If you are looking for a treelike Fiddle Leaf Fig, allow it to grow tall. Prune by removing the lower leaves and branches to achieve the treelike structure. It will become a woody trunk with a crown of thick green leaves at the top.
Trimming the roots is also one of the recommended ways to limit the size of the tree. Remove the tree with its soil mould and reduce the size of roots from outside. The best time for root trimming is during winter and fall to encourage a bushy tree during winter.
Repotting and Propagation
Ficus roots are aggressive and can quickly fill the pot. At a young age, it is recommended that you repot your plant every spring, ensuring that the container is two inches larger in diameter than that of the previous year. It is also a chance to enrich the soil and eliminate soil that could be contaminated by fertilizers and fluoridated water.
As the tree grows, repotting will be a considerable challenge because the plant is unwieldy. To rejuvenate the plant, scoop 2 to 3 inches of soil from the pot and fill the space with a fresh potting mix. Henceforth, you must watch the quality of water and fertilizer you add to the vase so that chemicals do not extensively damage the soil.
Propagation is easy using moist soil and rooting hormones. Cut the stem at the tip and replant it in the moist soil with the hormones. Heating the bottom will also increase propagation success. If you are even more well-verse in plant caring, you can use air layering.
Pest Prevention and Hygiene
The biggest challenge you are likely to face from pests comes in the form of scale insects and spider mites. Watch out for the pests to help you take action before the damage is extensive. A home remedy for the parasites is spraying every two weeks using soapy water.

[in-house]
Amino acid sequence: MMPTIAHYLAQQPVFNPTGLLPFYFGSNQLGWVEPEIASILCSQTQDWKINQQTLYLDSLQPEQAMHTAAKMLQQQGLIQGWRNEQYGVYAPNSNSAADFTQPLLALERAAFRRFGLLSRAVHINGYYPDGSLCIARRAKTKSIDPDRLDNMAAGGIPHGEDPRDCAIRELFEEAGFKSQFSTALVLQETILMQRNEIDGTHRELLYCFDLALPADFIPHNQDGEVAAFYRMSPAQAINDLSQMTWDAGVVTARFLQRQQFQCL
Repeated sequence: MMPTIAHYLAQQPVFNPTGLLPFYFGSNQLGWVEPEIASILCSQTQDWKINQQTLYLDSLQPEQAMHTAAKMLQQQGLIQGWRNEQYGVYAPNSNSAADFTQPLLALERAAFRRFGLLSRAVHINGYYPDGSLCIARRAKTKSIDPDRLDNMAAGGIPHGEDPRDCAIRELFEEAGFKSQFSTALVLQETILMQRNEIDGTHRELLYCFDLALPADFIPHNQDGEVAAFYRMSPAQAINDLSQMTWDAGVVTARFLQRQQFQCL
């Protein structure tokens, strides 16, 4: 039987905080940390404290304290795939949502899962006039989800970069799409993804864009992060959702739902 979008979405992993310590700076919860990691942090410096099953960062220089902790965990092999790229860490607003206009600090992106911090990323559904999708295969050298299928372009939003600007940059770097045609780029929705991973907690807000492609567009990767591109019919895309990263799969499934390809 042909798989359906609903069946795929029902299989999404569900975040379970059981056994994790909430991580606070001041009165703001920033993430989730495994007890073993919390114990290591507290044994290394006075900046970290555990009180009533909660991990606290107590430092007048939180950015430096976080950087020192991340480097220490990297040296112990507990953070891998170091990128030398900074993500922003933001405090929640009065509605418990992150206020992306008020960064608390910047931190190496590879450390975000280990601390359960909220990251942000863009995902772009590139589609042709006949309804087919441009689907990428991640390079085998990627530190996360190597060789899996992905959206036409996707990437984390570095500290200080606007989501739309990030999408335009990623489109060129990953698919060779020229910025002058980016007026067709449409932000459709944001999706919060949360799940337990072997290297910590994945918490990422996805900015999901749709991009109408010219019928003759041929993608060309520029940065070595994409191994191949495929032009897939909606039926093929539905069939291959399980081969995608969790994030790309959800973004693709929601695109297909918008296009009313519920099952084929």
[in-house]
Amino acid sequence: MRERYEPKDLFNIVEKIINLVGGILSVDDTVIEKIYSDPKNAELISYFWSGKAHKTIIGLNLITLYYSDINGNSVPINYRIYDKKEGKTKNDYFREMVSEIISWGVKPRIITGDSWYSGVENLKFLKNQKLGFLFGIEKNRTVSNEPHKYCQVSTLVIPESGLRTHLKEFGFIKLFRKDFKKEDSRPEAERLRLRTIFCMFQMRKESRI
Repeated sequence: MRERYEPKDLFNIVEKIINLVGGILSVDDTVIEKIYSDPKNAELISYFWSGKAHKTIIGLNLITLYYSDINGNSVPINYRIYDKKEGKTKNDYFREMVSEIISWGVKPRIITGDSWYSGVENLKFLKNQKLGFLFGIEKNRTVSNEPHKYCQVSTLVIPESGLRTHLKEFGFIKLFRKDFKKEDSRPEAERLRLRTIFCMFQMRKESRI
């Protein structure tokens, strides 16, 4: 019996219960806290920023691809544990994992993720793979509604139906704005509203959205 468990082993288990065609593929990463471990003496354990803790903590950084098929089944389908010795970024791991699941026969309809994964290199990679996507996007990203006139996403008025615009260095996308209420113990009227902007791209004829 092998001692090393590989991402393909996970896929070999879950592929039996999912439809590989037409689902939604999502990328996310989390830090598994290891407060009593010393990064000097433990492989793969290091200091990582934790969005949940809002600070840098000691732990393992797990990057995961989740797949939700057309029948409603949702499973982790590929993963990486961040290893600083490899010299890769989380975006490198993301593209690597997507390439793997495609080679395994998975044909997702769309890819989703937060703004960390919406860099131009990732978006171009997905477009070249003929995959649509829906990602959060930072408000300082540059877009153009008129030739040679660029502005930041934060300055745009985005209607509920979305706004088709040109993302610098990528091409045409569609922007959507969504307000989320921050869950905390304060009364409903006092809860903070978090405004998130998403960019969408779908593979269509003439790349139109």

Common diseases affecting the plant include Leaf Spot Disease, root rot, and powdery mildew. Keeping your leaves clean and using recommended prevention chemicals will keep the plant free from diseases. Whether you are using soapy water or pesticides, remember to dry the leaves to remove chemical residue and prevent bacterial infections.
The large Fiddle Leaf Fig leaves make it easy to both spot dirt and clean them easily. Since the leaves are waxy, cleaning should not be a big problem. Spraying the leaves with water will get rid of dust and tiny pests on the surface, giving you shiny foliage.
Clean leaves are not just essential for aesthetics. They help the broadleaf to absorb more light and nutrients for photosynthesis purposes. Use a damp cloth to wipe the leaves once a month: it will guarantee their beauty and the health of the tree.
Frequently Asked Questions
Do fiddle leaf figs like coffee grounds?
Yes. The coffee grounds provide essential nutrients that boost the growth of leaves, giving you a green bushy plant. They also encourage soil aeration and drainage, improving the overall health of the plant.
Is Fiddle Leaf fig safe for cats?
No. The sap is irritating and poisonous to cats and horses. Experts recommend the use of gloves when handling the plant extensively.
Is Ficus Lyrata poisonous to dogs?
Yes. It causes watery eyes, vomiting, and irritation. The plant has level #1 toxicity and should be kept away from pets and animals.
Why is my Ficus Lyrata dropping leaves?
Several reasons could be responsible. Tick the one that you think applies to your plant.
- Shedding the lower leaves naturally because they are old and need to pave way for new ones
- Lack of water and low humidity- by start by turning brown
- Environmental changes like a cold draft and during transit
What to do when Ficus Lyrata burns leaves?
Check whether you have exposed the plant to direct sun and change its location. If that is not the case, the problem could be leaf spot disease. Remove the affected leaves and treat the others with a fungicide.
How big is a planter for Ficus Lyrata?
Ficus Lyrata can grow up to six feet indoors. To provide sufficient nutrients for robust growth, change the size of your planter each year until it can accommodate a six feet tree without toppling.
How do you know if Ficus Lyrata is dying?
It begins with brown and black spots on leaves. The leaves then drop without producing new ones.
Luckily, you have a chance to revive your plant before it dies off completely. Begin by checking diseases, pests, soil composition, and watering.